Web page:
But Phoenix wiped out most of the gap in the second quarter. They weren’t running their offense with their usual fluency, the ball sticking in the face of physical and smart Lynx defense. But Phoenix earned a few free throws by driving into contact, Griner, Candice Dupree and Penny Taylor hit a couple of shots apiece, and back they came. The Mercury also went to their 2-3 zone, and while Minnesota created some good looks against it, they didn’t knock many down. Phoenix were within three at the interval.

The scrappy, bitty game continued in the third, with neither offense showing much fluidity. Diana Taurasi was getting frustrated by the physical attention of Minnesota’s defenders, and missing more shots than anyone else in her attempts to respond. Sometimes, pissing her off works out well for a defense. But Minnesota’s offense was struggling as well, so they couldn’t pull away. The Lynx were achieving one of the key priorities of head coach Cheryl Reeve – take care of the ball to prevent Phoenix getting into an offensive flow off turnovers or mistakes – but they weren’t hitting shots. It was a struggle to score points for both teams almost all night long.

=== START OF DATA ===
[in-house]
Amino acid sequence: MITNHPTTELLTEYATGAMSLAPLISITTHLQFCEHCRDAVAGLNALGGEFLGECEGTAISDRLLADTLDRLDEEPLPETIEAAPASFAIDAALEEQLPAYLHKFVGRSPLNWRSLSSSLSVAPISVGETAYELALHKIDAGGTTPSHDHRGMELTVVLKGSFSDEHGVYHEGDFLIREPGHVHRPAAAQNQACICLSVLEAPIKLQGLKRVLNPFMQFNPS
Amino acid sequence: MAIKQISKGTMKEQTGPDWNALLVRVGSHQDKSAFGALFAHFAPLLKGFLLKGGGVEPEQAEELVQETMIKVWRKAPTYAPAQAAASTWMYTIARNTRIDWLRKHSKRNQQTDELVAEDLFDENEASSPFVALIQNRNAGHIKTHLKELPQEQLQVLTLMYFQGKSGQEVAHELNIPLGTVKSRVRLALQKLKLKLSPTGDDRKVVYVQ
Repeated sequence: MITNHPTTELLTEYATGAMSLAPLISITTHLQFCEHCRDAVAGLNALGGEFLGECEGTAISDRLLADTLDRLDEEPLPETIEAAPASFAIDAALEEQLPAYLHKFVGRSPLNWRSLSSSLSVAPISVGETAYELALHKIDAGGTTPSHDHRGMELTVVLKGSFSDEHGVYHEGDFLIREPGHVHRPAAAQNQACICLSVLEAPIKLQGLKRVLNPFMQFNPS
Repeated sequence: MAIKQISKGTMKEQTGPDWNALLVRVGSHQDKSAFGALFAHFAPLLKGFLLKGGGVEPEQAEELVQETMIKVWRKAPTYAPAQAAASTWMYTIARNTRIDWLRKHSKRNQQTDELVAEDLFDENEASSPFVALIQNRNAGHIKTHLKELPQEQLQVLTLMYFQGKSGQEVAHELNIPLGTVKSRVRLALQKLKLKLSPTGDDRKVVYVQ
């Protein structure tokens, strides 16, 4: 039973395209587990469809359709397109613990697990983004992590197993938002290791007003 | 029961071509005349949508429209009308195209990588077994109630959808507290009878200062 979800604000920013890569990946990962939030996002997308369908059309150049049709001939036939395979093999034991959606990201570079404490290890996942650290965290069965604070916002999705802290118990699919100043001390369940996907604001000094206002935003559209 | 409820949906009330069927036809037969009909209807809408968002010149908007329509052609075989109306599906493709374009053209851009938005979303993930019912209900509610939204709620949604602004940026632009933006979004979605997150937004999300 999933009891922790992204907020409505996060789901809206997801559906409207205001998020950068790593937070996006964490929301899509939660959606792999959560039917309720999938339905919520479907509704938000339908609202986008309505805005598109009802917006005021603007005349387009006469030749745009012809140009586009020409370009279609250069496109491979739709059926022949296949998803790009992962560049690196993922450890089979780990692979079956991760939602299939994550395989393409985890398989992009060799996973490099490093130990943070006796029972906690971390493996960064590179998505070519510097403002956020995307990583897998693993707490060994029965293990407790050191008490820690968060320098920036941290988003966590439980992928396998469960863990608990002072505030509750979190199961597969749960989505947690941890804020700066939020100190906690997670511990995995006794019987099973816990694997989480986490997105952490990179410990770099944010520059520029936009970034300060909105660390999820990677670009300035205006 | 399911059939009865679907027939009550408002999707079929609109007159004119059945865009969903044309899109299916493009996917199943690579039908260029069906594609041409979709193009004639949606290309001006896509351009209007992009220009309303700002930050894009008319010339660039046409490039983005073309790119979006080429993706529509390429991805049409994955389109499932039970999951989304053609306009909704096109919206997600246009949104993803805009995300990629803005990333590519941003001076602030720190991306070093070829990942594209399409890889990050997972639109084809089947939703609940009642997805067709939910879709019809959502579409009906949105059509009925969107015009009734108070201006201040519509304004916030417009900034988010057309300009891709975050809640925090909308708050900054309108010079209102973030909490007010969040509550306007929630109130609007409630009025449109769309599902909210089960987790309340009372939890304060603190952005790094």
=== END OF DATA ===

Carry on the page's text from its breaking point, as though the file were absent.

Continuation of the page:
But finally, in the fourth quarter, some daylight. It became the ‘Maya and Mone Show’ for Minnesota, as their star wings suddenly found some rhythm and started knocking down shots. Moore hit a pair of threes, both on sideline plays where she inbounded the ball and got it straight back for clean looks. They snuck in for the occasional layup, but essentially two of the best jumpshooters in the women’s game finally started hitting jump shots, and that turned the contest. They were 8-13 combined in the fourth quarter, for 22 points, and with the vociferous home crowd behind them they took control of the game.

The Mercury hung around, with a Taurasi jumper and then a pair of Griner free throws (on a desperately soft call) bringing them within four points in the final minutes. But both times the Lynx answered with jumpers to hold them at bay. When Taurasi missed a three on the Mercury’s next possession with under a minute to play, their win streak was over at 16.